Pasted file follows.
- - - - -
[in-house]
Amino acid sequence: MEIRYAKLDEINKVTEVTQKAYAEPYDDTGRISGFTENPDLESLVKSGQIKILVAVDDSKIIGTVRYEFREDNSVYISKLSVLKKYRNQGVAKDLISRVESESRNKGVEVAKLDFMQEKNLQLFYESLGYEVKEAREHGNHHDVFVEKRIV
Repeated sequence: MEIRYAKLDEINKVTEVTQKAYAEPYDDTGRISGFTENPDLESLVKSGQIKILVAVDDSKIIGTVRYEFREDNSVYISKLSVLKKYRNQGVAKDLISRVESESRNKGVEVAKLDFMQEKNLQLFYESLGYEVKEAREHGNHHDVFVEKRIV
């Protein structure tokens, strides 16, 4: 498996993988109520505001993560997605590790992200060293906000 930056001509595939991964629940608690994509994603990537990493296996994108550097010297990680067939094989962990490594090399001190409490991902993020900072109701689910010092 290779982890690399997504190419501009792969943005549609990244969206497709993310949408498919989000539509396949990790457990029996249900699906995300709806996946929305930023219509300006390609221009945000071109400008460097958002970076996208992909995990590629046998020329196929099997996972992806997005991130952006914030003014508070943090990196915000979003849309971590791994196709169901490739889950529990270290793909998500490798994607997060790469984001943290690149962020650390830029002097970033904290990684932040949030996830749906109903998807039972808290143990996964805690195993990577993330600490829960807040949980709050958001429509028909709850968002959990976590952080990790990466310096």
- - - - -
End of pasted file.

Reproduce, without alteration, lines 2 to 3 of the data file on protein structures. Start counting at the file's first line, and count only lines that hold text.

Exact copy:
Amino acid sequence: MEIRYAKLDEINKVTEVTQKAYAEPYDDTGRISGFTENPDLESLVKSGQIKILVAVDDSKIIGTVRYEFREDNSVYISKLSVLKKYRNQGVAKDLISRVESESRNKGVEVAKLDFMQEKNLQLFYESLGYEVKEAREHGNHHDVFVEKRIV
Repeated sequence: MEIRYAKLDEINKVTEVTQKAYAEPYDDTGRISGFTENPDLESLVKSGQIKILVAVDDSKIIGTVRYEFREDNSVYISKLSVLKKYRNQGVAKDLISRVESESRNKGVEVAKLDFMQEKNLQLFYESLGYEVKEAREHGNHHDVFVEKRIV